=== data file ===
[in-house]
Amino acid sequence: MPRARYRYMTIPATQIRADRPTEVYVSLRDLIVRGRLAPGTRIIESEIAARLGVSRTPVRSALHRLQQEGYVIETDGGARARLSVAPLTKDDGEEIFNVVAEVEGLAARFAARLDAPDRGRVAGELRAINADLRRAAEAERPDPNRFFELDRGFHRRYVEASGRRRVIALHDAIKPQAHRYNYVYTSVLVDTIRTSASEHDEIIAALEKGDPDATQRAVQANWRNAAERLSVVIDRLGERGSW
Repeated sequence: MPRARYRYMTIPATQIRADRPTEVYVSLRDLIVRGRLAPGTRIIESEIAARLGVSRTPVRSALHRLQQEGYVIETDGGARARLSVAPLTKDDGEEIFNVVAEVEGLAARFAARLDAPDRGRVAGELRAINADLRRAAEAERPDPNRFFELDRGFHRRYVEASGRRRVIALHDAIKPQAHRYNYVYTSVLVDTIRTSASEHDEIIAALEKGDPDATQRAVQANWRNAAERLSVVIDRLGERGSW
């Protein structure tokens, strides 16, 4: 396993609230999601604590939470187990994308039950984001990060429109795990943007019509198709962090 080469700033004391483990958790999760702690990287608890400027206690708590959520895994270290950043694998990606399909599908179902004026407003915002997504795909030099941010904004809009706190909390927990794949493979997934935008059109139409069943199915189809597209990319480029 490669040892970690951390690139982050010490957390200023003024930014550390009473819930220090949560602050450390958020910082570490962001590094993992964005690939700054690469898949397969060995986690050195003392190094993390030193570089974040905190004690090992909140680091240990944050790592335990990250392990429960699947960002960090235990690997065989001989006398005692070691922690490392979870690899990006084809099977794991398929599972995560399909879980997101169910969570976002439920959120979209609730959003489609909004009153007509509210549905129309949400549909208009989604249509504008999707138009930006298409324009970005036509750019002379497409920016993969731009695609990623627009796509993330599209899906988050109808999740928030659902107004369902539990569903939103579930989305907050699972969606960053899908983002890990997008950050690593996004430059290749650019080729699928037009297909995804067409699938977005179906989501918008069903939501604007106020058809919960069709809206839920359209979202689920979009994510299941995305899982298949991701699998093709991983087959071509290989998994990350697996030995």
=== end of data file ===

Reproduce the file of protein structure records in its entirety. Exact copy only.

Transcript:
[in-house]
Amino acid sequence: MPRARYRYMTIPATQIRADRPTEVYVSLRDLIVRGRLAPGTRIIESEIAARLGVSRTPVRSALHRLQQEGYVIETDGGARARLSVAPLTKDDGEEIFNVVAEVEGLAARFAARLDAPDRGRVAGELRAINADLRRAAEAERPDPNRFFELDRGFHRRYVEASGRRRVIALHDAIKPQAHRYNYVYTSVLVDTIRTSASEHDEIIAALEKGDPDATQRAVQANWRNAAERLSVVIDRLGERGSW
Repeated sequence: MPRARYRYMTIPATQIRADRPTEVYVSLRDLIVRGRLAPGTRIIESEIAARLGVSRTPVRSALHRLQQEGYVIETDGGARARLSVAPLTKDDGEEIFNVVAEVEGLAARFAARLDAPDRGRVAGELRAINADLRRAAEAERPDPNRFFELDRGFHRRYVEASGRRRVIALHDAIKPQAHRYNYVYTSVLVDTIRTSASEHDEIIAALEKGDPDATQRAVQANWRNAAERLSVVIDRLGERGSW
């Protein structure tokens, strides 16, 4: 396993609230999601604590939470187990994308039950984001990060429109795990943007019509198709962090 080469700033004391483990958790999760702690990287608890400027206690708590959520895994270290950043694998990606399909599908179902004026407003915002997504795909030099941010904004809009706190909390927990794949493979997934935008059109139409069943199915189809597209990319480029 490669040892970690951390690139982050010490957390200023003024930014550390009473819930220090949560602050450390958020910082570490962001590094993992964005690939700054690469898949397969060995986690050195003392190094993390030193570089974040905190004690090992909140680091240990944050790592335990990250392990429960699947960002960090235990690997065989001989006398005692070691922690490392979870690899990006084809099977794991398929599972995560399909879980997101169910969570976002439920959120979209609730959003489609909004009153007509509210549905129309949400549909208009989604249509504008999707138009930006298409324009970005036509750019002379497409920016993969731009695609990623627009796509993330599209899906988050109808999740928030659902107004369902539990569903939103579930989305907050699972969606960053899908983002890990997008950050690593996004430059290749650019080729699928037009297909995804067409699938977005179906989501918008069903939501604007106020058809919960069709809206839920359209979202689920979009994510299941995305899982298949991701699998093709991983087959071509290989998994990350697996030995």